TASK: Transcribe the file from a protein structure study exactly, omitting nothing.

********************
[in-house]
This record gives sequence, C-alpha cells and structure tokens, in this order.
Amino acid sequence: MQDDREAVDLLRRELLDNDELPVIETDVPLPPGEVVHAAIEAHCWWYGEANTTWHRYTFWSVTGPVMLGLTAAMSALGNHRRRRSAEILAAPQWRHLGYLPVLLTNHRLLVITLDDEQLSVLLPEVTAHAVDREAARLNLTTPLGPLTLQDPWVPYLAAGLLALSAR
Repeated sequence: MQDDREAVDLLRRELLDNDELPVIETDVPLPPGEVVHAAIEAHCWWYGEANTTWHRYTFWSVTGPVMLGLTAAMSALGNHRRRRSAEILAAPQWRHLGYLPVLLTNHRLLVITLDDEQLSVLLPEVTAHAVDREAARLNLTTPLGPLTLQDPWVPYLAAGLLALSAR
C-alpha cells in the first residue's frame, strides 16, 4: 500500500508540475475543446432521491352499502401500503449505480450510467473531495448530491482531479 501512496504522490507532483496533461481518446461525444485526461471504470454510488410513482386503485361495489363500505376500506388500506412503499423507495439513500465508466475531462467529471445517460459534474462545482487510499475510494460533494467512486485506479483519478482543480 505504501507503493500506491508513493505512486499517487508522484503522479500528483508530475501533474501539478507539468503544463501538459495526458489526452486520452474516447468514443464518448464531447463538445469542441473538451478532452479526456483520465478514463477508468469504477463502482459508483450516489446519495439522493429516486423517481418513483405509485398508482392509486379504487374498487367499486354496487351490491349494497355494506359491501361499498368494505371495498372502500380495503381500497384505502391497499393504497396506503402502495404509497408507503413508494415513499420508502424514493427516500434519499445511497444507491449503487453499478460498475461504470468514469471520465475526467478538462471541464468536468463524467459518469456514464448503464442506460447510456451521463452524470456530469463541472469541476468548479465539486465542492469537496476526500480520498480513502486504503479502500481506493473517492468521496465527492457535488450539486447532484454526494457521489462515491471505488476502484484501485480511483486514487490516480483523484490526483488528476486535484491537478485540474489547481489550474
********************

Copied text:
[in-house]
This record gives sequence, C-alpha cells and structure tokens, in this order.
Amino acid sequence: MQDDREAVDLLRRELLDNDELPVIETDVPLPPGEVVHAAIEAHCWWYGEANTTWHRYTFWSVTGPVMLGLTAAMSALGNHRRRRSAEILAAPQWRHLGYLPVLLTNHRLLVITLDDEQLSVLLPEVTAHAVDREAARLNLTTPLGPLTLQDPWVPYLAAGLLALSAR
Repeated sequence: MQDDREAVDLLRRELLDNDELPVIETDVPLPPGEVVHAAIEAHCWWYGEANTTWHRYTFWSVTGPVMLGLTAAMSALGNHRRRRSAEILAAPQWRHLGYLPVLLTNHRLLVITLDDEQLSVLLPEVTAHAVDREAARLNLTTPLGPLTLQDPWVPYLAAGLLALSAR
C-alpha cells in the first residue's frame, strides 16, 4: 500500500508540475475543446432521491352499502401500503449505480450510467473531495448530491482531479 501512496504522490507532483496533461481518446461525444485526461471504470454510488410513482386503485361495489363500505376500506388500506412503499423507495439513500465508466475531462467529471445517460459534474462545482487510499475510494460533494467512486485506479483519478482543480 505504501507503493500506491508513493505512486499517487508522484503522479500528483508530475501533474501539478507539468503544463501538459495526458489526452486520452474516447468514443464518448464531447463538445469542441473538451478532452479526456483520465478514463477508468469504477463502482459508483450516489446519495439522493429516486423517481418513483405509485398508482392509486379504487374498487367499486354496487351490491349494497355494506359491501361499498368494505371495498372502500380495503381500497384505502391497499393504497396506503402502495404509497408507503413508494415513499420508502424514493427516500434519499445511497444507491449503487453499478460498475461504470468514469471520465475526467478538462471541464468536468463524467459518469456514464448503464442506460447510456451521463452524470456530469463541472469541476468548479465539486465542492469537496476526500480520498480513502486504503479502500481506493473517492468521496465527492457535488450539486447532484454526494457521489462515491471505488476502484484501485480511483486514487490516480483523484490526483488528476486535484491537478485540474489547481489550474